April 25, 2017, the height of the NBA Playoffs' first round, or if you're the perennial Finals participants, Golden State and Cleveland, you're doing like 'Bruh Man from the 5th floor' — 'jus chillin.' Elsewhere, arguably the two best players for their team this NBA season are facing off. The clear cut MVP, Russell Westbrook, can't seem to buy a game at this point though. I definitely feel for the brodie.

Although KD left Westbrook in Oklahoma City to join the NBA's version of the 'Monstars’, I can't hate on the man since he's from PG County, just can't do it. KD's also battled injury late this year and his former 'little bro' is tearing up the stat sheet, 'for the culture' anyway. Russell's series appears to be winding down, and perhaps he won't even be in the playoffs when the award is given to him during the 2nd round, making him a rare winner that was bounced from the postseason prematurely. The fact that he is getting no help from his supporting cast, and hasn't received much this whole year makes me sympathetic to his situation. But my heart also aches right now for a certain player, or better yet a certain type of player, in my own sport, football.

On August 14, 2016, Colin Kaepernick, now a free agent NFL Quarterback, took a stand for black people, and altered his life from that day forward. Black America respects him for his stand, but the consequences to this action have been black-ballesque all the way. Loss of endorsements, racial prejudice, public shame, and potential termination from the NFL. The question I ask is: Would any of this 'backlash' be occurring if he was white?

It's not like we haven't had our troubles finding a place in the NFL before. Black 'athletes' have had a longstanding history of not being allowed, if you will, to play QB in the league. They have to move to slot receiver, running back or corner etc. For example, my friend and former college teammate, Tre Roberson, holds the Indiana record for most TDs in a game, and also took Illinois State to the FCS title game in 2015, yet his playing days as a QB were numbered by time last year's pre-season camp rolled around.

If you rewind over 40 years, Archie Griffin won the Heisman Trophy in consecutive seasons in 1974 and 75, the only player ever to win twice. However, he wasn't even the Most Valuable Player of his team or the conference in 1975 when he won Heisman #2. Now, you may be asking why this is even relevant.

If it’s baffling to you too how Griffin won the Heisman and didn't win the other two trophies, it’s because his teammate and roommate, Cornelius Green, was one of the first pioneering black QBs in history and took home the hardware. Yet, 'Corny' was unable to play in the league as a QB even with his monumental resume and only had a brief stint playing receiver for the Cowboys and Seahawks after college. In a nutshell, that's been the state of culture defying black QBs over this entire time period. Starring at QB for a large, predominantly white institution and then being forced into something else on the next level. Maybe this sounds familiar. We've surely got our bright spots though, don't get me wrong.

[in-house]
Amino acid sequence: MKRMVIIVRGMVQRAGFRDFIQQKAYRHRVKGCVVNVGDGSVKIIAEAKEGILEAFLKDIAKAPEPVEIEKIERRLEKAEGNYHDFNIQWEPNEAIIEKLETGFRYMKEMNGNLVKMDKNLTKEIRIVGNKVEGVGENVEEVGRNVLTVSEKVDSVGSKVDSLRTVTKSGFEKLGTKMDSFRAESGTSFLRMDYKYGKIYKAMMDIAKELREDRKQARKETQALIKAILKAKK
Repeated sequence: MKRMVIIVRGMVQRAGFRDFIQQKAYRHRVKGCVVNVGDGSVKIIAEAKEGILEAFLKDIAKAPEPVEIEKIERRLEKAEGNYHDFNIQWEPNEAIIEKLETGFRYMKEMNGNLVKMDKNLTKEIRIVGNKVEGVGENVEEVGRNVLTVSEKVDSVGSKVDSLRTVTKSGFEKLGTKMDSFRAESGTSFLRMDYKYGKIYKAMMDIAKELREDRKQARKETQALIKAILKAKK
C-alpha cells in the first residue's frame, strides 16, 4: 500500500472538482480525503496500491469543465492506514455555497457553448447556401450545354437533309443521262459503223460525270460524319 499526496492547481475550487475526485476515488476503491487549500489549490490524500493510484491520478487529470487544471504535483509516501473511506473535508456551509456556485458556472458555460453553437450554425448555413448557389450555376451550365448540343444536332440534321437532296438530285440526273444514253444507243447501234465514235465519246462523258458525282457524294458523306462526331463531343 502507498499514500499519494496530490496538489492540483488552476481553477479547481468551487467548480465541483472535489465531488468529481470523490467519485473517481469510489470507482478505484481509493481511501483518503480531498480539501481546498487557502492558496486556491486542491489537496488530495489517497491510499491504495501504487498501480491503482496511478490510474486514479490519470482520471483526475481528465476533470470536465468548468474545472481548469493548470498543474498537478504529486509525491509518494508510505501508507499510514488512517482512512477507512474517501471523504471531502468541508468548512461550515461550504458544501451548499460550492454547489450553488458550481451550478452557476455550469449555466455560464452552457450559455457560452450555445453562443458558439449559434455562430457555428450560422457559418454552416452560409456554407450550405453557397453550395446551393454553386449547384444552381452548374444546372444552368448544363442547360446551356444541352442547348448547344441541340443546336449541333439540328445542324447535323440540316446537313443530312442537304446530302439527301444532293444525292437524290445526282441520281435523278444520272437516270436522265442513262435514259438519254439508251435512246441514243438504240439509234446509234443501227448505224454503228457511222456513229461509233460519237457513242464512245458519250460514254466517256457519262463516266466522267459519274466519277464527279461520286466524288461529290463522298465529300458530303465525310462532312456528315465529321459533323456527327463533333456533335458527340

Doug Williams brought a Lombardi trophy to 'Chocolate City.' Michael Vick, in his prime was the most electrifying player in sports, and today Cam Newton and Russell Wilson headline an established group of young QBs with multiple Super Bowl appearances between them as well. This list might as well include Kaepernick, who was much closer to winning than Newton and reached the big game a year faster than Wilson. So why not give Kaepernick his due?

It is because of the pigmentation in his skin. His political stance that should resonate with everyone—Americans exercising 'free speech’—is our constitutional right to protest.

I know many owners may disagree with how he did what he did, and they may even look at his recent history as a QB and say he's not good enough to lead our team. Trust me, I get it. But Colin Kaepernick did something that Dallas great, Tony Romo, never did. He led his team to the Super Bowl, and now he can't even a backup anywhere. It would behoove me to think that Kaepernick is useless, and isn't a top 2 QB for at least one of the 32 franchises in the league. But Josh Mccown can get signed right away? ‘Fishy’ is right, Spike.

When Time came out with its list of influential people in April, Kaepernick was right on the list. If he can influence so many in this country and others, why not sign the man to your organization? He can clearly still play in this league when given the opportunity and in the right system. Maybe it's karma, maybe it's the President's tweets. But it's definitely bigger than his play on the field. His W-L speak for themselves, and he has proven to be a winner more often than not.

He was given an opportunity by the league, as a black QB, when drafted in 2012, but today he having his opportunity stripped away from him for this same reason. He's black—outspoken and black. For black people everywhere, for black QBs, past and present, Kaepernick is putting something bigger than himself or his image on the line.

Everyday it's been a countdown to see which team will take Kaepernick, but to no avail. He showed us with his stance that he knows black lives matter.

But in the NFL, maybe they don't.

-AJ II

 

3 Comments